I remember seeing an interview with an actor where he said that one of the things he liked most about going to the movies or theater was this: you entered with people from different places and different walks of life but you exited as a collective group because you had just shared a common experience. Now if you take that sentiment and multipy it many times over you get what I got to experience with the 39 other people that I traveled with. That common experience reaching much farther and deeper than a movie or play ever could.
A couple of weeks before I left I received the list of who I would be making this trip with…their names and where they were from. I was excited to see that they were coming from all parts of the United States. From Alaska to Florida, from Pennsylvania to California and everywhere in between. Young, not as young, married, single, and widowed, we met sharing this common bond: we believed in the mission of Compassion International and we had committed to investing in the life of a child.
Over the course of 12 days, I came to realized what an amazing and talented group of people that God had seen fit to put together for this trip. People like Dinah and Kelly. Dinah works for Compassion in Colorado Springs. Her husband, Kelly is an incredibly talented musician and artist who makes his own guitars. You can see his work at www.montarado.com. There was Don & Laura who were my group leaders. I found out for a time they lived in a town in Indiana that was only 10 miles from a town where I used to live in Illinois. Margaret and Lauren who shared my safari vehicle with me. I found out near the end of the trip that Lauren was a highly skilled doctor. Made me feel better that he was around when people started getting sick later in the week.
God had me meet up with Terri & Harlan early in Washington D.C. while waiting on a flight. Instead of worrying about navigating JFK in New York, I just followed them. They were on their 2nd trip to Tanzania. Fun people, Harlan and I would share our “excitement” for rice for the duration of the trip. I later discovered that Harlan has written several books about computer security. At least I think that’s what they are about, after I read the title and description I quickly discovered that he’s far more intelligent than me. Stacie and her daughter Emma. Emma had been writing blog entries the entire time we were in Tanzania. The talent displayed by this middle schooler was great.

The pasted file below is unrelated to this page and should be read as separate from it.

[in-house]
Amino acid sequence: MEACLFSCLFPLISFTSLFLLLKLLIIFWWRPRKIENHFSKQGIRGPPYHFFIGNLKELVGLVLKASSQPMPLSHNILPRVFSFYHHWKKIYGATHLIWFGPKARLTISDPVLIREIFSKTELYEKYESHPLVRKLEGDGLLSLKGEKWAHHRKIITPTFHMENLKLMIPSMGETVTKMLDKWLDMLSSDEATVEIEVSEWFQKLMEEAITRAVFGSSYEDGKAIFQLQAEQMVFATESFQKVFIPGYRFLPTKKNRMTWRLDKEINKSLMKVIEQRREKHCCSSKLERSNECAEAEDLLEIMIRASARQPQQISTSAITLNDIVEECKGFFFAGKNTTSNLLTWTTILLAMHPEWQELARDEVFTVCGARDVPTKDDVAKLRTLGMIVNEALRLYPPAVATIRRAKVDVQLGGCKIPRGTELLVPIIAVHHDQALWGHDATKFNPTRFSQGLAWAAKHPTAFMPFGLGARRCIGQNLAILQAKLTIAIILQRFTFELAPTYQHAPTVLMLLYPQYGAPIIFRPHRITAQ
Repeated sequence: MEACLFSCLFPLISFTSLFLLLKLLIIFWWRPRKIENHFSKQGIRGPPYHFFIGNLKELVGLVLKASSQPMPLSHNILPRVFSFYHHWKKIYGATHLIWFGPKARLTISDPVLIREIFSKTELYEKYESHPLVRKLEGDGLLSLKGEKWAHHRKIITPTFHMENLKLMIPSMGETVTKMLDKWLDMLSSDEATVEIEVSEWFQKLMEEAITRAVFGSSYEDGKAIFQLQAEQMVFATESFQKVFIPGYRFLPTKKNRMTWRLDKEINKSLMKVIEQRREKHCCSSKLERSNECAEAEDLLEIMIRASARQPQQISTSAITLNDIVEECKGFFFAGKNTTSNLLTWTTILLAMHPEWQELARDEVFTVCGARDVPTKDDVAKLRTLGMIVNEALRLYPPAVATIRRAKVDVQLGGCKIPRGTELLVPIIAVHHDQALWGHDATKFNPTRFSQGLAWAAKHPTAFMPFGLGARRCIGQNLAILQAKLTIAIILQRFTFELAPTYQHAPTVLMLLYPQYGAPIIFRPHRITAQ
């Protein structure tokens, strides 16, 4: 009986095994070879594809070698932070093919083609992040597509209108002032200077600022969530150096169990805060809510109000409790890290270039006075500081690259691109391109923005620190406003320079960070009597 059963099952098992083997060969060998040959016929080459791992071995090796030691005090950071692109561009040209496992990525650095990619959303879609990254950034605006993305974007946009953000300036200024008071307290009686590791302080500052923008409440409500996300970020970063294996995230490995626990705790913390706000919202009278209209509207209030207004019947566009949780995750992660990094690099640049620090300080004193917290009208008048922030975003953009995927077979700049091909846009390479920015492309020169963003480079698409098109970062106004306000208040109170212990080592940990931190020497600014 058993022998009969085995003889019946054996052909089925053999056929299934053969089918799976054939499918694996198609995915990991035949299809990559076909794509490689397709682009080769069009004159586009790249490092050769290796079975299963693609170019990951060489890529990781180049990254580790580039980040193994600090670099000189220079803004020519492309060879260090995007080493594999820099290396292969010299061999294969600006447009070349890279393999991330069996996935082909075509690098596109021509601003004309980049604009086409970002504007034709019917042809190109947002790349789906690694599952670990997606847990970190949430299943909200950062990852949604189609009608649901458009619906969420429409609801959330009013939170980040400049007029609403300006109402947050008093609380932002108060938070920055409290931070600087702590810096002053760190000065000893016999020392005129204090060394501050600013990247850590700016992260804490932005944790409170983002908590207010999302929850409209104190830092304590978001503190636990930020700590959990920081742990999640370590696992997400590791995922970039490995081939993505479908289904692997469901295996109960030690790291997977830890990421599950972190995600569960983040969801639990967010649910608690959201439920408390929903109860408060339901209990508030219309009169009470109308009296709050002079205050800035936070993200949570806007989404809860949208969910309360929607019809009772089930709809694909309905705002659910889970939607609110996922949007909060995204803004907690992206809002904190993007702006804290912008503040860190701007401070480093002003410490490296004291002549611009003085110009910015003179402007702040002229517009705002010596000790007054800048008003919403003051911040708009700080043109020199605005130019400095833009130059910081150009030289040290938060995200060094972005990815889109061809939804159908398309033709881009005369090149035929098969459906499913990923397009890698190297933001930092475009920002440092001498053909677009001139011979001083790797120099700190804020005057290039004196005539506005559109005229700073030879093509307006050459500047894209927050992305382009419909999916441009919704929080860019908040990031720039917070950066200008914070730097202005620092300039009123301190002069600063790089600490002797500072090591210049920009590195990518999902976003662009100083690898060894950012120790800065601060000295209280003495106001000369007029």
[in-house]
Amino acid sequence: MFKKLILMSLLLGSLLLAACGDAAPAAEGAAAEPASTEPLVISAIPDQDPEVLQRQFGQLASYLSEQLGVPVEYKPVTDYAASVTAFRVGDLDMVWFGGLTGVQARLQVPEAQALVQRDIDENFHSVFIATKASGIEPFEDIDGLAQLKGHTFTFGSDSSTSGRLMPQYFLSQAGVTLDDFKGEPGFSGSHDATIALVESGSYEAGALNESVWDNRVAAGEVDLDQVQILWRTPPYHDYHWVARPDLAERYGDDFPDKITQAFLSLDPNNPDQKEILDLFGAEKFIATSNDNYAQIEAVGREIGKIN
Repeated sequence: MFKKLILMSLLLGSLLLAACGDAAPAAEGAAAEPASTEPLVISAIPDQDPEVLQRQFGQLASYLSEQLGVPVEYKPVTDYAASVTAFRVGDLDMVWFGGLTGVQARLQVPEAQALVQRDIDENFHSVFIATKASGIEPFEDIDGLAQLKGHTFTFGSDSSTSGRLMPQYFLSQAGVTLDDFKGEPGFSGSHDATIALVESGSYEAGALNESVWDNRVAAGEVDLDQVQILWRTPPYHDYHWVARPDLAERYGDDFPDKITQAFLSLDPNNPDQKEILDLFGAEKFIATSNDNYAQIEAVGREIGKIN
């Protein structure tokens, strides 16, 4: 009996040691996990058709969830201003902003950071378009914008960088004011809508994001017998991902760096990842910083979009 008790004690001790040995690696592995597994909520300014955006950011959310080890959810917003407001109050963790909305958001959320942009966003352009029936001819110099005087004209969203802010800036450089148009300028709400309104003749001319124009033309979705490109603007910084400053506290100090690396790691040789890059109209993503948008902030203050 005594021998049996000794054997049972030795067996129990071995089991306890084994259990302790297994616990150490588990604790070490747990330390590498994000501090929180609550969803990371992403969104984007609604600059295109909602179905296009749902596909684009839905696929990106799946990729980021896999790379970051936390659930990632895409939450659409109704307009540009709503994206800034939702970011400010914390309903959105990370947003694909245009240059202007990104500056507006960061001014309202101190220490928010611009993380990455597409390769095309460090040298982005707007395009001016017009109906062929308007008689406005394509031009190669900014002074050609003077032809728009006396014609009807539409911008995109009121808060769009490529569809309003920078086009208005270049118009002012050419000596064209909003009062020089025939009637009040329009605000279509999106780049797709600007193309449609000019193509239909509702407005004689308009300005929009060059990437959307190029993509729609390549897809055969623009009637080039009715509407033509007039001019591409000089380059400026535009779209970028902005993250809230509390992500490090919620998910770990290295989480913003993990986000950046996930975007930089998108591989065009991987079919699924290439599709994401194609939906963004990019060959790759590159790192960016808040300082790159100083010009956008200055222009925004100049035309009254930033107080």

I shared life changing experiences with people like Jeanie, Dave, Stephanie and others as we prayed over a beautiful girl so affected by Compassion’s investment in her life. I got the benefit of sharing dinner with Robert, another Compassion employee, as he shared a unique perspective on the trip. Robert is African-American. He said he didn’t come looking for it, he couldn’t explain it, and it would take some time to process it, but traveling to Tanzania was like coming home. It was a perspective on the trip that I could never have, but I was glad that he shared it with us.
I laughed with Krista as she realized that a phrase on a gift she had received from her sponsored child translated to “God Bless Your Marriage”. Three days after we returned home, Krista’s boyfriend proposed. Congratulations Krista!
I prayed with Elizabeth after she was notified of a family issue happening at home in Alaska. It wasn’t life or death, but was still troubling to be so far away and not be able to do anything about it. I danced in the African rain with Stephanie.
I am thankful for my roommate Amanda. After I had to practically empty my luggage on the floor looking for something I had in my hand only moments before I’m sure she was wondering what she was in for.
All the time we were under the watchful care of our trip leaders, Sean & Keith. Sean had 70 trips under his belt and wisely guided us through this entire experience. Keith had a wonderful sense of humor and by the end of the trip I do believe we were cracking each other up joking about rednecks on planes.
There are so many more, and if anyone from our group is reading this what I want to say is Thank You! Thanks for sharing this life-changing experience with me. Thank you for making the time away from my family not as painful as it could have been. I hope that I was able to bring just a fraction of the happiness to your lives that you did to mine.